The recent controversies involving reality shows, specifically the recent tragedies on VH1 and the ongoing drama of the Gosselin Family, has sparked debate over who is responsible. In August 2009 Ryan Jenkins, a contestant on the VH1 reality show Megan wants a Millionaire became a fugitive after being charged for the murder of his wife, Jasmine Fiore. The manhunt which started in the United States found Jenkins’ body in a British Columbia Hotel, possibly from suicide. VH1 and the show’s Production company 51 Minds, responded immediately to the news, but their responses revealed more:
Ryan Jenkins was a contestant on Megan Wants a Millionaire, an outside production, produced and owned by 51 Minds, that is licensed to VH1. The show completed production at the end of March. Given the unfortunate circumstances, VH1 has postponed any future airings. This is a tragic situation and our thoughts go out to the victim’s family.
In turn, a 51 Minds representative told TMZ:
Obviously, if the company had been given a full picture of his background, he would never have been allowed on the show.
The rep was correct, because as a Canadian citizen, Jenkins’ criminal record would not have been included if he was pardoned and allowed to immigrate to the United States. However, after Jenkins was reported as a suspect, TMZ immediately uncovered court documents that from Las Vegas dating back to 2005 that included charges of assault and misdemeanor battery not on just on Fiore but also a previous girlfriend. If TMZ could find those US documents, why couldn’t 51 Minds? Surprisingly, this is not the first time the two companies have taken a cockroach approach to tragedy. Carboy & Demetrio.com reported an October 2008 incident where Vh1 and 51 Minds denied responsibility when a sleep-deprived employee crashed into and killed two college students while transporting equipment to the set of “Rock of Love Bus.” The court found them responsible.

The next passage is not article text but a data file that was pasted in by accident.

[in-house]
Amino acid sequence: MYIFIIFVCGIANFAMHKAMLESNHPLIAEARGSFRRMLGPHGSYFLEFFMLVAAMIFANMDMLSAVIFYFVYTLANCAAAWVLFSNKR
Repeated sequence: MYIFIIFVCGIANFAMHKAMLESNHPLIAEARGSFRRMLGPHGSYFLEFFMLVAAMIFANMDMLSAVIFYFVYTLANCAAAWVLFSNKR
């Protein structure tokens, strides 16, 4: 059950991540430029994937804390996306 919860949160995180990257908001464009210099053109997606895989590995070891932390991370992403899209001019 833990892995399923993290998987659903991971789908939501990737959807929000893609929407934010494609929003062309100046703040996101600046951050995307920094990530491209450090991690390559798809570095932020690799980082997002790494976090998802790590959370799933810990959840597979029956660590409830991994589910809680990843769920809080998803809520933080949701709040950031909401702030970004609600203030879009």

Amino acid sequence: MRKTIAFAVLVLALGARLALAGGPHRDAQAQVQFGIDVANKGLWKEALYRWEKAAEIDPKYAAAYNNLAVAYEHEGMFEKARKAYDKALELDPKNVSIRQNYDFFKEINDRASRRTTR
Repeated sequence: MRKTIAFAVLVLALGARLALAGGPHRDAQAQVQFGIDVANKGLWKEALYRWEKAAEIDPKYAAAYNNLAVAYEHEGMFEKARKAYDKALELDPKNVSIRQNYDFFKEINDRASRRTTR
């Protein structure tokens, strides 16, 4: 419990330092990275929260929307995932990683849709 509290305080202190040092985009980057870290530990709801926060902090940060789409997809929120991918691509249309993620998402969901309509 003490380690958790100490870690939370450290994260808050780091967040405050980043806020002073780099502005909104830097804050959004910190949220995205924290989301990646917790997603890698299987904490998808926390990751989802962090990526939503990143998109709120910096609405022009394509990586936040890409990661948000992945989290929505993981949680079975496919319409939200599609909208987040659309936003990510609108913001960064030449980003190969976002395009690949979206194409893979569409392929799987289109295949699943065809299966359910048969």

Unlike VH1 and 51 Minds, the tabloid circus that has surrounded TLC’s Jon & Kate plus 8 is not as much the fault of the production as it is the stars. With the tabloid circus surrounding the couple’s break up, it’s hard to remember that “Jon and Kate” did not begin as the reality show it became. The couple signed on in 2007 as part of the Discovery Health Channel’s “Real Life” series of programs that focused on the unique nature of their family. Jackie Albanese of Grandparents.com says that because of this feature some of the Gosselins’ issues, such as the divorce, would have occurred whether cameras were present or not. In relation, Peggy O’Connor of Chicago Examiner mentions that money was also the reason the couple signed on to support their large family. Nonetheless, the Gosselins could have stopped when their financial situation improved but chose not to. TLC and its producers are not without fault, for some stresses would not exist if not for their presence. It’s no argument that Jon has gained more admirers with TV exposure than he would have without. This same exposure has encouraged Kate’s overambitious nature, which began to manifest in the way she treated her children and husband. Through the media’s double-standard filter, Jon is sympathized and praised as a bachelor while Kate, who is mostly caring for the eight children on her own, is demonized for all her action. TLC producers could have provided counseling for the fairly young couple when the relationship began to fall under the strain, but evidently chose not to.
The truth is that the reality genre is not at fault here, but all those who create and consume it. It doesn’t matter who draws the line and when, as long as someone does so. In the end no one did, and the consequences became very real.